Distribution was similar, independent of time points, doses or dose regimens. Highest tissue concentrations of radioactivity were registered in the intestinal mucosa, abdominal lymph nodes, liver, spleen, adrenal, myocardium and brown fat.The labeled diamine seemed to be quite slowly absorbed from the gastrointestinal tract. The blood radioactivity was low and slightly above LOQ for the different doses and dose regimens.
Executive summary:

The aim of the study was to determine tissue/organ distribution of14C-Octadecyl diamineafter oral administration in the male rat using quantitative whole-body autoradiography. Specifically: the rats were given 62.5 or 6.25 mg/kg body weight of the test item by gavage, and were killed 1, 4 and 24 hours after the last administration.

Two daily repeated applications in the high dose level with "cold" test item followed by one application of radiolabeled test item on the 3rd day.

Six daily repeated applications in two dose levels with "cold" test item followed by one application of radiolabeled test item on the 7th day.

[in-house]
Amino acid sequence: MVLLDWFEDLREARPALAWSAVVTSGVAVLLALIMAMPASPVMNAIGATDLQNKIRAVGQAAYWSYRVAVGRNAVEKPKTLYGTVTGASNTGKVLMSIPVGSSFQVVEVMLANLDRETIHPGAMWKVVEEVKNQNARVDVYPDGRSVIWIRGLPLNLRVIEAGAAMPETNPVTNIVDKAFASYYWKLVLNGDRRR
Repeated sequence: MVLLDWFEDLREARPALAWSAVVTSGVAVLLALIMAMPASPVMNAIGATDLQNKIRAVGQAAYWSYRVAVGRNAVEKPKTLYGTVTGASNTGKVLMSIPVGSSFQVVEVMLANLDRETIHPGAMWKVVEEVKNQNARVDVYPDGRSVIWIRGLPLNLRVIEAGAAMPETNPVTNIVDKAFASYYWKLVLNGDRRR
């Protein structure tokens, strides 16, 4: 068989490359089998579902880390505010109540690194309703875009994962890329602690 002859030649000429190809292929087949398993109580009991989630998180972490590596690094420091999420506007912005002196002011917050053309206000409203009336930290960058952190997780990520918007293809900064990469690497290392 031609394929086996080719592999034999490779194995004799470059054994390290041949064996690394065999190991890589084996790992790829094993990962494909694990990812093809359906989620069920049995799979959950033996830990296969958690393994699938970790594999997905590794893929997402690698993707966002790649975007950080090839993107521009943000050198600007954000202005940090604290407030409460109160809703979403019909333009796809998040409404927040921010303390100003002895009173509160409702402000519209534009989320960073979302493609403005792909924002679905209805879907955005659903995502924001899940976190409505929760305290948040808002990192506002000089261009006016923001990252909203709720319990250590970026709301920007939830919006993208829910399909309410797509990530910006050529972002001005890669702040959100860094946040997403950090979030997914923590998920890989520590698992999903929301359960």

Generally, the distribution pattern was similar for all animals independent of time points, doses or dose regimens. The highest tissue concentrations of radioactivity were registered in the intestinal mucosa, abdominal lymph nodes, liver, spleen, adrenal cortex, myocardium and brown fat. All other tissues showed low or very low levels of radioactivity.

 

The labeled diamine seemed to be quite slowly absorbed from the gastrointestinal tract. The blood radioactivity was low and slightly above LOQ for the different doses and dose regimens. Furthermore, for almost all tissues the highest concentration of radioactivity was obtained at 24 hours after the administration.

Description of key information